A captured ship that Israel says carried advanced rockets bound for fighters in the Gaza Strip arrived at the southern port of Eilat on Saturday. Officials in Iran and Gaza have denied being involved with the shipment.
Seizure of the Iranian missile ship KLOS C Wednesday, March 6,2014 occurred on the Red Sea shortly before the entrance to the Port Sudan.
Dozens of Syrian-made 302mm rockets were reported to be carried by the ship. The Israel Defense Force claims the seizure stopped a situation that would have put the security of the State of Israel at risk, but also claimed their operation is not over.
Israel Navy Commander reports to Chief of the General Staff Lt. Gen. Benny Gantz from the Klos-C, an Iranian vessel that had attempted to transfer a weapons shipment to terrorist organizations in Gaza.
On the morning of March 6, 2014, the IDF intercepted an Iranian shipment of rockets to terrorist organizations in Gaza.
Israel Navy forces identified the target, and upon arrival requested to board. With the full consent of the crew, the IDF soldiers opened a number of containers on board the ship. They discovered a substantial amount of weapons hidden behind bags of cement.
Israel Defense Forces (IDF): Last night, following extensive preparations, the IDF special naval forces boarded the Klos-C, in accordance with international law, and carried out a preliminary inspection of the cargo. They found weaponry that terrorist organizations can use against Israel and its civilian population [NO AUDIO].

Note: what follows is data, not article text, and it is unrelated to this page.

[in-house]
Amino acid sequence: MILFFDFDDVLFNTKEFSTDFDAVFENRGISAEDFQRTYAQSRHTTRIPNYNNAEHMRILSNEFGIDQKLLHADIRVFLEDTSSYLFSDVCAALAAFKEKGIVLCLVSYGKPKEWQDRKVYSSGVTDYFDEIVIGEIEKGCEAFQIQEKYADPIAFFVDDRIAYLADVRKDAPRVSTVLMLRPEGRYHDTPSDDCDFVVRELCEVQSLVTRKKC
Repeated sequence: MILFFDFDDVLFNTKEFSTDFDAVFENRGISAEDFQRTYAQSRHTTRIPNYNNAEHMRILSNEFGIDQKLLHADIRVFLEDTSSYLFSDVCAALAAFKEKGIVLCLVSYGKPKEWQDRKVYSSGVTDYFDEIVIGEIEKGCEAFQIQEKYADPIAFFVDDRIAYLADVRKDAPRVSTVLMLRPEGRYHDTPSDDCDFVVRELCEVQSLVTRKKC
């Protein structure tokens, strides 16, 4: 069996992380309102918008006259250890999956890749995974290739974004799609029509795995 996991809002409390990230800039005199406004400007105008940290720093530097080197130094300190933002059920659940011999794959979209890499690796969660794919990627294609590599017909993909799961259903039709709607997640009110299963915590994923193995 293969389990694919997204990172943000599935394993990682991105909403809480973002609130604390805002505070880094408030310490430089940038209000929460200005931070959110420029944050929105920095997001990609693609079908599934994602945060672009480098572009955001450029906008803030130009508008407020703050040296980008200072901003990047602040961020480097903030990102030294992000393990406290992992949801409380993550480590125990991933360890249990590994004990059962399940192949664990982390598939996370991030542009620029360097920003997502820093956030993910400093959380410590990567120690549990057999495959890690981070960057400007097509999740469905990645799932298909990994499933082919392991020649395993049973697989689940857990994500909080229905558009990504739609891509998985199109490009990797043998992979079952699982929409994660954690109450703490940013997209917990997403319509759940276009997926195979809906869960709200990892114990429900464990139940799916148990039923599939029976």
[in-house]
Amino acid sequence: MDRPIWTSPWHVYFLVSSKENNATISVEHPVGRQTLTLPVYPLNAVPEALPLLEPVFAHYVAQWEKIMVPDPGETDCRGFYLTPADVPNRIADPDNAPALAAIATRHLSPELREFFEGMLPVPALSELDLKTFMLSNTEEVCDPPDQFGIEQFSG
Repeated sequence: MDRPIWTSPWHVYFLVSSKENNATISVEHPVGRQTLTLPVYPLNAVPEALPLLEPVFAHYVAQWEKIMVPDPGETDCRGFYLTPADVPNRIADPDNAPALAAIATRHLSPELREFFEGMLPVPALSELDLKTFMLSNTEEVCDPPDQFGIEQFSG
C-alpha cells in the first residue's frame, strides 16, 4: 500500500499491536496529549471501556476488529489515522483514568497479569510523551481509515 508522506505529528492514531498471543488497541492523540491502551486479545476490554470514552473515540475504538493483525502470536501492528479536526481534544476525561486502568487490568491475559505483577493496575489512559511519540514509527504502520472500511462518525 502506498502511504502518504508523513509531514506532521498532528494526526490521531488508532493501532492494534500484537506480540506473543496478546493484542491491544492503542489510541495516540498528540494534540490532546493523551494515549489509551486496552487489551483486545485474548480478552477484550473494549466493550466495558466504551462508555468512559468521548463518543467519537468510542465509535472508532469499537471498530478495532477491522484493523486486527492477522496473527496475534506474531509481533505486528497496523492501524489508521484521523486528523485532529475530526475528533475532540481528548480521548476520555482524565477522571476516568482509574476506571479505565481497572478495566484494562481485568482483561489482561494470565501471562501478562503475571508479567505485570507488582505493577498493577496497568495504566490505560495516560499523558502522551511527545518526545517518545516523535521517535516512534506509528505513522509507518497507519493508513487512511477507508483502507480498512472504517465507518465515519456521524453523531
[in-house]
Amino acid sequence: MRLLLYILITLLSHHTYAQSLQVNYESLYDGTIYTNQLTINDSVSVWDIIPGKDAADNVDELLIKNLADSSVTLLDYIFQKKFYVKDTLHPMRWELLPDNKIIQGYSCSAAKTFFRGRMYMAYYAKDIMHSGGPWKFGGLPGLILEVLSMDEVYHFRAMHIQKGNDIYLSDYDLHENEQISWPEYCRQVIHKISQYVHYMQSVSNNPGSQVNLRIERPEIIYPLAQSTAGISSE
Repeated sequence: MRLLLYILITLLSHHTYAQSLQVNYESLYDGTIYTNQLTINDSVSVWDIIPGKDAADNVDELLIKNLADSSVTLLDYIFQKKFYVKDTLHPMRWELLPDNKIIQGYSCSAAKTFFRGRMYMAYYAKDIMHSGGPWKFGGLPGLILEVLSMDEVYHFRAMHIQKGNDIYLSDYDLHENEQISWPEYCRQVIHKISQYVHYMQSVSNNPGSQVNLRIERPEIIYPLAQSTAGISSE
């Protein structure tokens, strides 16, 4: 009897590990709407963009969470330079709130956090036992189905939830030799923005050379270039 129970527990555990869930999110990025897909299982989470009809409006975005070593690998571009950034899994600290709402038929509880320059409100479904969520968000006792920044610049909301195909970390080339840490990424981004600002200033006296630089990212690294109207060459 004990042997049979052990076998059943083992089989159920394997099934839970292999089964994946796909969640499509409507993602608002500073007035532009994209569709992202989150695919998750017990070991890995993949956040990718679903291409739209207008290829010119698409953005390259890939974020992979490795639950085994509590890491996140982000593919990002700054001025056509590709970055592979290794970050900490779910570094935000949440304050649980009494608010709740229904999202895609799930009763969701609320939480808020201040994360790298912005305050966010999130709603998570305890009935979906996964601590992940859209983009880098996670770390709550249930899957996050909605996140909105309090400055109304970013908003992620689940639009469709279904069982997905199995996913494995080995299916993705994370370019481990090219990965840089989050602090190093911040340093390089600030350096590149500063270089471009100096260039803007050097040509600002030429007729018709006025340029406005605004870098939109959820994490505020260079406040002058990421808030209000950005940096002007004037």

In 1909 Port Sudan was founded by the British as the terminus of a railway linking the Red Sea to the River Nile. Today Port Sudan is the capital of Sudan, and the Sudan’s main port city.
Sudan’s predominant religion is Islam, and the Sudanese legal system is based on Islamic law.
November 3, 1997, the U.S. government imposed a trade embargo against Sudan and a total asset freeze against the Government of Sudan under Executive Order 13067. The U.S. believed the Government of Sudan supported international terrorism, destabilized neighboring governments, and permitted human rights violations. U.S. corporations are prohibited from investing in the Sudan oil industry, so companies in China, Malaysia and India are the major investors.
The Sudan sanctions program began in 1997 when the President issued Executive
Order (“E.O.”) 13067, which imposed a comprehensive trade embargo on Sudan and
blocked the assets of the Government of Sudan. In 2006, the President issued
E.O. 13400, which targets those involved in the conflict in Sudan’s Darfur
region. Later that year, the President issued E.O. 13412, which exempted the
then-regional Government of Southern Sudan as well as certain specified areas
from most of the prohibitions under the Sudan sanctions program. Following
South Sudan’s independence from Sudan in July 2011, the Treasury Department’s
Office of Foreign Assets Control (“OFAC”) authorized all activities relating to
the petroleum and petrochemical industries in the Republic of South Sudan, to
the extent they were otherwise prohibited, as well as the transshipment of
goods, technology, and services through Sudan to or from the Republic of South
US Department of Treasury Sudan Sanctions